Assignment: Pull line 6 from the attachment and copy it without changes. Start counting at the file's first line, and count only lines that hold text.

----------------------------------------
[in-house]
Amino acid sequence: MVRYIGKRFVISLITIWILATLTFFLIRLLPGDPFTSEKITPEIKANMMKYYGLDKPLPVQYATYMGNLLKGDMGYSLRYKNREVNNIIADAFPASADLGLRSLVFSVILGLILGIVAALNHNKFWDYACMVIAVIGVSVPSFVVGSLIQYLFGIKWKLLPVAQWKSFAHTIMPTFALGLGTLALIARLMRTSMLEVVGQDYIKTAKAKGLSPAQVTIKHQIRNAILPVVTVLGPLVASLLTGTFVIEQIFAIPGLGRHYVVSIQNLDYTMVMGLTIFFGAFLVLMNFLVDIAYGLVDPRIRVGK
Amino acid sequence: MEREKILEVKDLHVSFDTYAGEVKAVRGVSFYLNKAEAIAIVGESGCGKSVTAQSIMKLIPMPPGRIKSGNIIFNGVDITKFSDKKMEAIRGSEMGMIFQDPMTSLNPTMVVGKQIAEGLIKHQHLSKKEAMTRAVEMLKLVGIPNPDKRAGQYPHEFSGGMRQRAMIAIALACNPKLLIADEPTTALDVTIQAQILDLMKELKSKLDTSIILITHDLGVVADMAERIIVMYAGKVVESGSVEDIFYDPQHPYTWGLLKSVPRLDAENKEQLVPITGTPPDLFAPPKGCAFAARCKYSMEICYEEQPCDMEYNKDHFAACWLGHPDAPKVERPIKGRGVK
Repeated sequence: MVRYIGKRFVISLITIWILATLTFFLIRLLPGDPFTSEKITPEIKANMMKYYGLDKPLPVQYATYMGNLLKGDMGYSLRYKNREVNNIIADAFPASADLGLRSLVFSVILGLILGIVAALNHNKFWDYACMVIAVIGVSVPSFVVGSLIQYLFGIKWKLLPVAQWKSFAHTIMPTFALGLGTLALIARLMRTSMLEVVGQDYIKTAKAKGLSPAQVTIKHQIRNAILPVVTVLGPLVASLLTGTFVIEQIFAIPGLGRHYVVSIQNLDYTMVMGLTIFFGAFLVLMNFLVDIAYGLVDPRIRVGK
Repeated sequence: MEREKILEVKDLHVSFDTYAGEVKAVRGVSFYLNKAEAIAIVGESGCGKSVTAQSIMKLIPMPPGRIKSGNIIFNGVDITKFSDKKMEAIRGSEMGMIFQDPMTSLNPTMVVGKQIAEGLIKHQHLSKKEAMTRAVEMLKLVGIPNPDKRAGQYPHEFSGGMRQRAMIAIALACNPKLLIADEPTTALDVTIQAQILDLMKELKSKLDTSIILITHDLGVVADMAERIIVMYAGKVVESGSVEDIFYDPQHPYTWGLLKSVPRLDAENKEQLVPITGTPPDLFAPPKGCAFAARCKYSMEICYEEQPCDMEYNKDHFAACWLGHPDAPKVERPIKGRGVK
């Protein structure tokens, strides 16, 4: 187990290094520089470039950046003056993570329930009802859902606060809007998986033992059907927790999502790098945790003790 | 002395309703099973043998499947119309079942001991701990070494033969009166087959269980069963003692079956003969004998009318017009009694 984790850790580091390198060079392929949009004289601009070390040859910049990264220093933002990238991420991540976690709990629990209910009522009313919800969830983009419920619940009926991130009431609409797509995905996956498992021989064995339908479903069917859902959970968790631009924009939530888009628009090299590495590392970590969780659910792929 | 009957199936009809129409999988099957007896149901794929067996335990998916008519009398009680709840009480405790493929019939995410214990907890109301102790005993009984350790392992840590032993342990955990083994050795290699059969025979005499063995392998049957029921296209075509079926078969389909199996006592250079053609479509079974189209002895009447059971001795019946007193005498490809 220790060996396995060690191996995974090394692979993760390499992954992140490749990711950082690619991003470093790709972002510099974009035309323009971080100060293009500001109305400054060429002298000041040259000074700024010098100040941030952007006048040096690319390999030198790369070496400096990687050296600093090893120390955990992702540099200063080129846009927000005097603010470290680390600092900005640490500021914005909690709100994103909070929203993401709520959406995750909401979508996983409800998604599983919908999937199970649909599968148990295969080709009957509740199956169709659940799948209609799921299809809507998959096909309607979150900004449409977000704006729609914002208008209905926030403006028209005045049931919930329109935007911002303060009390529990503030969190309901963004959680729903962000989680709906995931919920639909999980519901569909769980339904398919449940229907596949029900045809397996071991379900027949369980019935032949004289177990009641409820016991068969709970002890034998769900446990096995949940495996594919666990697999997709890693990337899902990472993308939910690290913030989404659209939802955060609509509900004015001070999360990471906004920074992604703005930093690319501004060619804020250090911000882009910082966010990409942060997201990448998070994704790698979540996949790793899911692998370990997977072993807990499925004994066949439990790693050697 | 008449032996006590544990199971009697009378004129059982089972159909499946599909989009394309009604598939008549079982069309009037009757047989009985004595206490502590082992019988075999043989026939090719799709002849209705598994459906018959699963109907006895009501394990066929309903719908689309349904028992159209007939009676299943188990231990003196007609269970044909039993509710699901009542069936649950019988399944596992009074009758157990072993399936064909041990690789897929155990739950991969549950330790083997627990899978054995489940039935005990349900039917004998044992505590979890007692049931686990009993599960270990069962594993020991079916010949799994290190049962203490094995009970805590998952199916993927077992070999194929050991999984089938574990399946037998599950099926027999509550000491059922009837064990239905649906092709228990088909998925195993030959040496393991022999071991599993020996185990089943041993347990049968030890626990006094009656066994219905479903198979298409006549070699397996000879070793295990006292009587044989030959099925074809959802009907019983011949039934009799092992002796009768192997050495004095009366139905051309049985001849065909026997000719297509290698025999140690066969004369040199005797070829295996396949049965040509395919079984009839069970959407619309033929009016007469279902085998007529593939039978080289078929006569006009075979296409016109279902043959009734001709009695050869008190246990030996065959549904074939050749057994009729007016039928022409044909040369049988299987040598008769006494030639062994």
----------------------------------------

């Protein structure tokens, strides 16, 4: 187990290094520089470039950046003056993570329930009802859902606060809007998986033992059907927790999502790098945790003790 | 002395309703099973043998499947119309079942001991701990070494033969009166087959269980069963003692079956003969004998009318017009009694 984790850790580091390198060079392929949009004289601009070390040859910049990264220093933002990238991420991540976690709990629990209910009522009313919800969830983009419920619940009926991130009431609409797509995905996956498992021989064995339908479903069917859902959970968790631009924009939530888009628009090299590495590392970590969780659910792929 | 009957199936009809129409999988099957007896149901794929067996335990998916008519009398009680709840009480405790493929019939995410214990907890109301102790005993009984350790392992840590032993342990955990083994050795290699059969025979005499063995392998049957029921296209075509079926078969389909199996006592250079053609479509079974189209002895009447059971001795019946007193005498490809 220790060996396995060690191996995974090394692979993760390499992954992140490749990711950082690619991003470093790709972002510099974009035309323009971080100060293009500001109305400054060429002298000041040259000074700024010098100040941030952007006048040096690319390999030198790369070496400096990687050296600093090893120390955990992702540099200063080129846009927000005097603010470290680390600092900005640490500021914005909690709100994103909070929203993401709520959406995750909401979508996983409800998604599983919908999937199970649909599968148990295969080709009957509740199956169709659940799948209609799921299809809507998959096909309607979150900004449409977000704006729609914002208008209905926030403006028209005045049931919930329109935007911002303060009390529990503030969190309901963004959680729903962000989680709906995931919920639909999980519901569909769980339904398919449940229907596949029900045809397996071991379900027949369980019935032949004289177990009641409820016991068969709970002890034998769900446990096995949940495996594919666990697999997709890693990337899902990472993308939910690290913030989404659209939802955060609509509900004015001070999360990471906004920074992604703005930093690319501004060619804020250090911000882009910082966010990409942060997201990448998070994704790698979540996949790793899911692998370990997977072993807990499925004994066949439990790693050697 | 008449032996006590544990199971009697009378004129059982089972159909499946599909989009394309009604598939008549079982069309009037009757047989009985004595206490502590082992019988075999043989026939090719799709002849209705598994459906018959699963109907006895009501394990066929309903719908689309349904028992159209007939009676299943188990231990003196007609269970044909039993509710699901009542069936649950019988399944596992009074009758157990072993399936064909041990690789897929155990739950991969549950330790083997627990899978054995489940039935005990349900039917004998044992505590979890007692049931686990009993599960270990069962594993020991079916010949799994290190049962203490094995009970805590998952199916993927077992070999194929050991999984089938574990399946037998599950099926027999509550000491059922009837064990239905649906092709228990088909998925195993030959040496393991022999071991599993020996185990089943041993347990049968030890626990006094009656066994219905479903198979298409006549070699397996000879070793295990006292009587044989030959099925074809959802009907019983011949039934009799092992002796009768192997050495004095009366139905051309049985001849065909026997000719297509290698025999140690066969004369040199005797070829295996396949049965040509395919079984009839069970959407619309033929009016007469279902085998007529593939039978080289078929006569006009075979296409016109279902043959009734001709009695050869008190246990030996065959549904074939050749057994009729007016039928022409044909040369049988299987040598008769006494030639062994």